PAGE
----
The annual United Nations General Assembly meetings in New York will witness many meaningful events, but the Global Youth Summit Against Violent Extremism taking place this week will not be one of them. Despite the good intentions and fine characters of those who will gather for this meeting, it promises to be yet another waste of time, money and effort in the current Western-managed drive to counter violent extremism.
The youth summit — culminating on Sept. 29 with the presentation of recommendations to the Leaders’ Summit on Countering ISIL and Violent Extremism hosted by President Barack Obama — will gather more than 60 youth-oriented leaders and organizations from approximately 45 countries in order to “share their experiences in building resilience to violent extremism in their communities,” according to the website for Search for Common Ground, which is hosting the youth summit with the Counter Extremism Project, with support from the U.S. State Department. The youth action agenda that participants will draft will aim to articulate how youths recognize and work in their communities to prevent violent extremism and will issue a “call to action for governments, NGOs and policymakers to seize this moment and engage youths as partners against violent conflict and violent extremism.”
The main problem in this well-meaning effort is that none of this has worked in recent years, and young people have emerged as the heart of many terrorism movements — in the Middle East and increasingly in Western states as well. The White House Summit on Countering Violent Extremism in February was supposed to jump-start this global assault on violent extremism, but in recent months we have seen violent extremism only continue to expand in many countries. Al-Qaeda and the Islamic State in Iraq and the Levant, for example, have enhanced their operations and territorial bases in Yemen and Libya during the past year, and tens of thousands of recruits reportedly have joined ISIL in the same period.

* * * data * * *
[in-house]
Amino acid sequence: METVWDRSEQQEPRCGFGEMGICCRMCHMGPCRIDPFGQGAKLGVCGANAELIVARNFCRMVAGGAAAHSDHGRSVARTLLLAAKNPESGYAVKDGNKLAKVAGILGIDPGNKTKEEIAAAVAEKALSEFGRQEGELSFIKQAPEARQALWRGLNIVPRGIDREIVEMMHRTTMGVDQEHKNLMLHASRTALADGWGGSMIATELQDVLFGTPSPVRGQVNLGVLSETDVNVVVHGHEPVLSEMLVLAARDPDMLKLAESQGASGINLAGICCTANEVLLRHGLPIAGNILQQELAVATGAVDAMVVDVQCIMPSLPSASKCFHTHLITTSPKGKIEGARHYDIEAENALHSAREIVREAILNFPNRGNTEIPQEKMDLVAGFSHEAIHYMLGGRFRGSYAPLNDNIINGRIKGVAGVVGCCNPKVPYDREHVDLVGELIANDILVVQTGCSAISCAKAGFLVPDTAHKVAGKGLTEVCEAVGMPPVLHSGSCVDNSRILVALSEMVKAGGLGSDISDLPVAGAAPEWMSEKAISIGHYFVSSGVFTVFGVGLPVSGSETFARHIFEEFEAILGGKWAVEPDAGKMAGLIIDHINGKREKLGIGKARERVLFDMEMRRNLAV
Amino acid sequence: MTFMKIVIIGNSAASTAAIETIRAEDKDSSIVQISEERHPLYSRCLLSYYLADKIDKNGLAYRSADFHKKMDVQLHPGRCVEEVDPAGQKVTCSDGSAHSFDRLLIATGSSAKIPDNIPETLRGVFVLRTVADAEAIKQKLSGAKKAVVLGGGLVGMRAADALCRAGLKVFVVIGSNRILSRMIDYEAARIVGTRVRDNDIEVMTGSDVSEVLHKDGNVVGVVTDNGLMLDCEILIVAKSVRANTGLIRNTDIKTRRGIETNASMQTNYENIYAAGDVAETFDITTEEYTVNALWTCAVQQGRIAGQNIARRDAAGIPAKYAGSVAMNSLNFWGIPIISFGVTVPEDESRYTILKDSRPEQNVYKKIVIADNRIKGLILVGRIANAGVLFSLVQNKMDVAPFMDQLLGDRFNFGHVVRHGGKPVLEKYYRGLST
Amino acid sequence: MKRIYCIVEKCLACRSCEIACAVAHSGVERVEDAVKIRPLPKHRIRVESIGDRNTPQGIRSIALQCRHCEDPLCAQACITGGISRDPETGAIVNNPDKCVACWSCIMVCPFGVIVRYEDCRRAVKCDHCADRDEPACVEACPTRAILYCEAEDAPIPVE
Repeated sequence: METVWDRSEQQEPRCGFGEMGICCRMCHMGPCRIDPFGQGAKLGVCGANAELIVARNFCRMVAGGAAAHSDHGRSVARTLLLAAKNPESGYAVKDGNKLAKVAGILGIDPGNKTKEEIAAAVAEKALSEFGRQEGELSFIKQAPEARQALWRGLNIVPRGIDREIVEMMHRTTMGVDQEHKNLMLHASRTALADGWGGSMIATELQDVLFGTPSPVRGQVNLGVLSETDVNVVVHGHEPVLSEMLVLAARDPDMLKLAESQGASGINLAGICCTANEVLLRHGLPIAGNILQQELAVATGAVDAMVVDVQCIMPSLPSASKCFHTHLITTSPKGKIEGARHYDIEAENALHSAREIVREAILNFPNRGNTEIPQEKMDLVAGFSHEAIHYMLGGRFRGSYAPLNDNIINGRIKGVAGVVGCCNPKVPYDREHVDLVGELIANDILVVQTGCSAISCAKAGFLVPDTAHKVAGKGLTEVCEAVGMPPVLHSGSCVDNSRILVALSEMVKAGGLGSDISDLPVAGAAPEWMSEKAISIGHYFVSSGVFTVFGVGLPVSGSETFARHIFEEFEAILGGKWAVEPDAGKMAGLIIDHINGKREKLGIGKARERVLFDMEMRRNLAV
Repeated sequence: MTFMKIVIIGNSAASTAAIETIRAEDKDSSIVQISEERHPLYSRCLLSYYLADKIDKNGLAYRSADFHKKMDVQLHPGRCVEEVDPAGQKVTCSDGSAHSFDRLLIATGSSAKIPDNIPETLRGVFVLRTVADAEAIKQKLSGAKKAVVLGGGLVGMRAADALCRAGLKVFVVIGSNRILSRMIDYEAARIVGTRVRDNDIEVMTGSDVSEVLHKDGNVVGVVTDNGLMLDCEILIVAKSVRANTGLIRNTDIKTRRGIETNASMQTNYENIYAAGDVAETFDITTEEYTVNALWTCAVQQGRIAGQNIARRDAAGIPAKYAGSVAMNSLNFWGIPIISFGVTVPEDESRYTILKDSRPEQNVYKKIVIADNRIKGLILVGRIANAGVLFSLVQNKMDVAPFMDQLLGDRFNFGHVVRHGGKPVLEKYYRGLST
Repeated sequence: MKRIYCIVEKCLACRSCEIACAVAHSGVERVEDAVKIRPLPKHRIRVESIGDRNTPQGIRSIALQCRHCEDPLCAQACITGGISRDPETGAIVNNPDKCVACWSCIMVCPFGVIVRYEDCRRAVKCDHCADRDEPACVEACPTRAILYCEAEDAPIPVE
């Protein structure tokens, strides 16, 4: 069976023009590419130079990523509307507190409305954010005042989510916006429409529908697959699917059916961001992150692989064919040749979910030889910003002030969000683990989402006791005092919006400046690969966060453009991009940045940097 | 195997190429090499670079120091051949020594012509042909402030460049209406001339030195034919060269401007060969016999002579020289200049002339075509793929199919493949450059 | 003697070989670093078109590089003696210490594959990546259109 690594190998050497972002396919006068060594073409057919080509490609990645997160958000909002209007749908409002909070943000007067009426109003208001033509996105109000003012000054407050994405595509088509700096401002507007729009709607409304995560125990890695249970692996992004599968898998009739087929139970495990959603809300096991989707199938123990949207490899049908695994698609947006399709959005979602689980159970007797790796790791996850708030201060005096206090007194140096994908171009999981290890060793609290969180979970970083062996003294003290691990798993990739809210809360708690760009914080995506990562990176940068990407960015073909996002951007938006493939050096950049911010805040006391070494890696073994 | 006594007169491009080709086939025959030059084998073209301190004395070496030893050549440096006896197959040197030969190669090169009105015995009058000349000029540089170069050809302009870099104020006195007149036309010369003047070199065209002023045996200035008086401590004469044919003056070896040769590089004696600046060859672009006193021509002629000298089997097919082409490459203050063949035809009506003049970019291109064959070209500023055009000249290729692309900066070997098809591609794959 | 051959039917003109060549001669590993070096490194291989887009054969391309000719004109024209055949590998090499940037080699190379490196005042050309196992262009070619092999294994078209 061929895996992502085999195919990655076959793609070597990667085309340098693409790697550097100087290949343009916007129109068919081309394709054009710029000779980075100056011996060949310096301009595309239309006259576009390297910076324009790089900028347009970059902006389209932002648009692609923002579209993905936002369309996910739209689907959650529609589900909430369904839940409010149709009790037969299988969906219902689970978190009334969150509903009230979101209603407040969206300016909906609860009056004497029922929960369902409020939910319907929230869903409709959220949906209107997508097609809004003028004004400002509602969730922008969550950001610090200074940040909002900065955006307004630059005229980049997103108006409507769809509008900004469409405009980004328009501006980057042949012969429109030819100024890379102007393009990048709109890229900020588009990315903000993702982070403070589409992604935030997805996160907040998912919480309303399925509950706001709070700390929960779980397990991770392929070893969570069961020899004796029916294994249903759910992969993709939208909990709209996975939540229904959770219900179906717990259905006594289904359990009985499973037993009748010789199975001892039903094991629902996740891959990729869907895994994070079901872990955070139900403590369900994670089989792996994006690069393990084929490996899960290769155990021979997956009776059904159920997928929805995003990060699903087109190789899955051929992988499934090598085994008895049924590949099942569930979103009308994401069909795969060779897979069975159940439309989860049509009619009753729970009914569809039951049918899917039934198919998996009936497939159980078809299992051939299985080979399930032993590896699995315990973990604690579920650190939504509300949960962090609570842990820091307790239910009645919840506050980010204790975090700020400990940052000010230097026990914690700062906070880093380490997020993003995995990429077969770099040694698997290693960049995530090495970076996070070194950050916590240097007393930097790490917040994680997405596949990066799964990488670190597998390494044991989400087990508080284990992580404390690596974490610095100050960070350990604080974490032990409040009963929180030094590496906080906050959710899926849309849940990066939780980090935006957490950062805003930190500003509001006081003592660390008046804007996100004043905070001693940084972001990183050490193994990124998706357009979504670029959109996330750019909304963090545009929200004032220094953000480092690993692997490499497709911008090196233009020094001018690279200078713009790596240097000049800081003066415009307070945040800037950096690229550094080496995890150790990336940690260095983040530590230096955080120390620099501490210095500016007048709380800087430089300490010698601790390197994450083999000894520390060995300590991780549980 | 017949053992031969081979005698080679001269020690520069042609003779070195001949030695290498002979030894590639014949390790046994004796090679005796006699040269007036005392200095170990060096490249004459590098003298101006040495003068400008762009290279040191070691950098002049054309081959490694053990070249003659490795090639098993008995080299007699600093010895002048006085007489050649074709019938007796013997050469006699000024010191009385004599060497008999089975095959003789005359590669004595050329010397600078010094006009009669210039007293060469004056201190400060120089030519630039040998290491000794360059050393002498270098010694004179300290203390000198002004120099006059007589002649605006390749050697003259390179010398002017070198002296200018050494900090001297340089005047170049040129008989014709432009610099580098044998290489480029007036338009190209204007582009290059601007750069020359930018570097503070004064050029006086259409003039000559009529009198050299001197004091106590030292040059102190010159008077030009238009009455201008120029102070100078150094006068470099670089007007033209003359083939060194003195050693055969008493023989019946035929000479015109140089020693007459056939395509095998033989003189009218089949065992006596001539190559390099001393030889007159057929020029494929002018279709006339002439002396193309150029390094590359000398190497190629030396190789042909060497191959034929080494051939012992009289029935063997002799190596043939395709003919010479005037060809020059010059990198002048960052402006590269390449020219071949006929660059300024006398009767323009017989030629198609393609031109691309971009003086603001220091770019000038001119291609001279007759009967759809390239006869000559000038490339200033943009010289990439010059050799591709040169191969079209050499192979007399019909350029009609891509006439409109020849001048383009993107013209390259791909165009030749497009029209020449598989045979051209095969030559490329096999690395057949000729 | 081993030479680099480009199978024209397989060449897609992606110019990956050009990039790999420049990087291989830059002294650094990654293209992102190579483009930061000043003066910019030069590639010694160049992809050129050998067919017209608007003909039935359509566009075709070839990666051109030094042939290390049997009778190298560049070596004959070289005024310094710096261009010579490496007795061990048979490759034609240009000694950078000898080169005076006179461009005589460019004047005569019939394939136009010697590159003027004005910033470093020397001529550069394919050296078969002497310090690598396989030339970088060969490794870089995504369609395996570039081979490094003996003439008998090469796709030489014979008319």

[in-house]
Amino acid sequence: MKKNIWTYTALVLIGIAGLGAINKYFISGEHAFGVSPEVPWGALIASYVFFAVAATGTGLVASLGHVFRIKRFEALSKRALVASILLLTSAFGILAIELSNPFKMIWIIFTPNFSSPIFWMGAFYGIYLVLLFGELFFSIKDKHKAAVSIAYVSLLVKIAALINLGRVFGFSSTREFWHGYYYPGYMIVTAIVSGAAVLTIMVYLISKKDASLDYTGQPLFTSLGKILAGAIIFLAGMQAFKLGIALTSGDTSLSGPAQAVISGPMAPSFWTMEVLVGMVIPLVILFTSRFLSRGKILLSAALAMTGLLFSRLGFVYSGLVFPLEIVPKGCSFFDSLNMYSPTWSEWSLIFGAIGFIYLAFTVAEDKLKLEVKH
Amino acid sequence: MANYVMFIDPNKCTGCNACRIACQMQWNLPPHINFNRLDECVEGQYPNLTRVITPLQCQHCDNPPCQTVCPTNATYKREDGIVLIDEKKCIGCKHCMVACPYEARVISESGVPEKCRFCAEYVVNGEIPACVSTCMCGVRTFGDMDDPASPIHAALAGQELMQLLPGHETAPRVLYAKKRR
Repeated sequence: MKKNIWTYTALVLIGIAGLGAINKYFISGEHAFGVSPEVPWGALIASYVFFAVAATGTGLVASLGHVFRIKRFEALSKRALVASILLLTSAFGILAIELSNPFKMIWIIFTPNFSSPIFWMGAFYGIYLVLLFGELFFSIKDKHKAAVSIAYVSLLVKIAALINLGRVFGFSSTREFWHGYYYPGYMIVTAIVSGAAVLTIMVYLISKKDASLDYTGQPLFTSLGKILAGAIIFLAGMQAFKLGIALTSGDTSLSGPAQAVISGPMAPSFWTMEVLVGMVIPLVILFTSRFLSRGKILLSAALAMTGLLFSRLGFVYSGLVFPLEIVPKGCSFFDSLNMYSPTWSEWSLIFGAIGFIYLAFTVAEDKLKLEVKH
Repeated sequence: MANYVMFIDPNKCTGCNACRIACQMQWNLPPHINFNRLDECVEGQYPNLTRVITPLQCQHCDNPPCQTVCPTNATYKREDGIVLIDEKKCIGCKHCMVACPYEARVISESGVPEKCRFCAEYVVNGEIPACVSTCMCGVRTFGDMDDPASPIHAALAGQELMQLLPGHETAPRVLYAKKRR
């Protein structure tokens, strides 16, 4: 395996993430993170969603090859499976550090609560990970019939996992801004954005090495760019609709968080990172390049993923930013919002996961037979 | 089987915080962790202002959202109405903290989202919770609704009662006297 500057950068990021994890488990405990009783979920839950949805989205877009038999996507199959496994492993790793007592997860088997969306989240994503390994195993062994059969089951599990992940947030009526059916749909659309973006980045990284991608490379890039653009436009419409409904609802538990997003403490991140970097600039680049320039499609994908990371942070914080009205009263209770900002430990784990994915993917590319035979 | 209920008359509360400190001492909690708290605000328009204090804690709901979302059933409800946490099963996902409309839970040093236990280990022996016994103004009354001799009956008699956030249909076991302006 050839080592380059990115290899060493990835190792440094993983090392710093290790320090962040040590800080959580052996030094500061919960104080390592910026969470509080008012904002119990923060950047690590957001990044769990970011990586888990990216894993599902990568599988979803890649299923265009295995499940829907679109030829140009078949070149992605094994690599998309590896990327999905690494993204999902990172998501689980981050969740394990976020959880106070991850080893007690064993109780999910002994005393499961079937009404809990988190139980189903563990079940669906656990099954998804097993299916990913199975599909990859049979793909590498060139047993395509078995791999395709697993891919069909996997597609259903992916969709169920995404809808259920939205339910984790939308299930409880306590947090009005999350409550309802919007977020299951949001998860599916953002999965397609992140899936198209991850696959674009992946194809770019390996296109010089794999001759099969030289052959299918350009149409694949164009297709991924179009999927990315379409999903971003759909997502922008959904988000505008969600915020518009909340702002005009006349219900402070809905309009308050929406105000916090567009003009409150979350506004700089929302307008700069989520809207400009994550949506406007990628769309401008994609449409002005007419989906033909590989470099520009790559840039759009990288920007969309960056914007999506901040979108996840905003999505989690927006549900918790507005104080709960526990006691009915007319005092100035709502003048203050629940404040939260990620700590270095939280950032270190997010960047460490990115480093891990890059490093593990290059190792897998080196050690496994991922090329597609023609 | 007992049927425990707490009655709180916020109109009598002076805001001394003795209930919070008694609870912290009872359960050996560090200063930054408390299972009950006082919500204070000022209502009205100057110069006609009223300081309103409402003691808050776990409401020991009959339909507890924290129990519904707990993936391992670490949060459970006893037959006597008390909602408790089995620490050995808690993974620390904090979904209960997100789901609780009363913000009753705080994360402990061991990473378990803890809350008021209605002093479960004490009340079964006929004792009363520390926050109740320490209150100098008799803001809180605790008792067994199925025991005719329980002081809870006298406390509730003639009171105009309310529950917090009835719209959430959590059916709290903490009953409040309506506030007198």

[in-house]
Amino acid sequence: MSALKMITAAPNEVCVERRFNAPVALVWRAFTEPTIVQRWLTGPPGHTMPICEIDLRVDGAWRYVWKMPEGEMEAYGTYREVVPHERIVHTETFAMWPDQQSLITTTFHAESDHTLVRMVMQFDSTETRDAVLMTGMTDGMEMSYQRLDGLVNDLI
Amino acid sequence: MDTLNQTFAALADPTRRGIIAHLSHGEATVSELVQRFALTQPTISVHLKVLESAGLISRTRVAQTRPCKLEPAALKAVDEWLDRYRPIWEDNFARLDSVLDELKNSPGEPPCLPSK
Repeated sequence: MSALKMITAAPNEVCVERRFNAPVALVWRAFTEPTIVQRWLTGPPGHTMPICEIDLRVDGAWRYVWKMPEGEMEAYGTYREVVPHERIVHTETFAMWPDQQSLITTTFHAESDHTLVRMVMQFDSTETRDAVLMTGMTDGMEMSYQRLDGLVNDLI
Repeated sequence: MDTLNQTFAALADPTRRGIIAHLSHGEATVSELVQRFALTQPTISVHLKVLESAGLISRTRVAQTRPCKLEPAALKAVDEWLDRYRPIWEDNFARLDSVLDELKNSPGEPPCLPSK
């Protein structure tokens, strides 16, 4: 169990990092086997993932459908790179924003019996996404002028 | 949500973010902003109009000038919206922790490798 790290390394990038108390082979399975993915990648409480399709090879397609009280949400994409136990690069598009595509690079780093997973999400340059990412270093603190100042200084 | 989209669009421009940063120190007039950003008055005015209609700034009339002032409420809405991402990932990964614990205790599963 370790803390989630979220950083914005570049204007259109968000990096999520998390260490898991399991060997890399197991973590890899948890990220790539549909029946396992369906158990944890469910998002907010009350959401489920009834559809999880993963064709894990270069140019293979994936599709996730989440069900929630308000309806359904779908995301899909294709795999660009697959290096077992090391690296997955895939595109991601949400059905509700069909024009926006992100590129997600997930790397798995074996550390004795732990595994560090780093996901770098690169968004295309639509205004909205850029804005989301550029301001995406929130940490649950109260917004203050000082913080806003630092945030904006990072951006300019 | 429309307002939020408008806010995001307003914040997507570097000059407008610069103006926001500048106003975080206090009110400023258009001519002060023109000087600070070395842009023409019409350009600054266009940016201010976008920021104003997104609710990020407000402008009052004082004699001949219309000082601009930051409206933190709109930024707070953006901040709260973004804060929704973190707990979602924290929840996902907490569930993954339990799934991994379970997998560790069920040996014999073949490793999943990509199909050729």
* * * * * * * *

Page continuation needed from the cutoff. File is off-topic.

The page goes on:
Such attempts to address extremism fail because they evade rather than address the central causes of the ongoing expansion of terrorism and political violence around the world, especially in the Arab world. This way of framing the legitimate battle against terrorism through the lens of countering violent extremism is simply another hapless twist to the American-driven global “war on terrorism” that has spurred perhaps the greatest expansion of terrorist organizations and attacks in modern history.
An approach that leaves in place existing Arab, US and Israeli policies merely perpetuates the colonialist idea that violence is a consequence of alien values or mindsets in the Arab and Islamic world.
The global “war on terrorism,” public diplomacy, promoting the voices of moderate Islam and countering violent extremism have all consistently failed to stem the violence. These efforts, which typically emanate from U.S. or other Western political institutions, see political violence as only a reflection of extremist values or behavior that are anchored in Arab-Islamic societies. They refuse to see the causal influence of Western policies in this grim cycle of global violence. Violent extremism, it turns out, is the consequence of policies of Western and Middle Eastern states, and radical changes by both are required to stem the problem.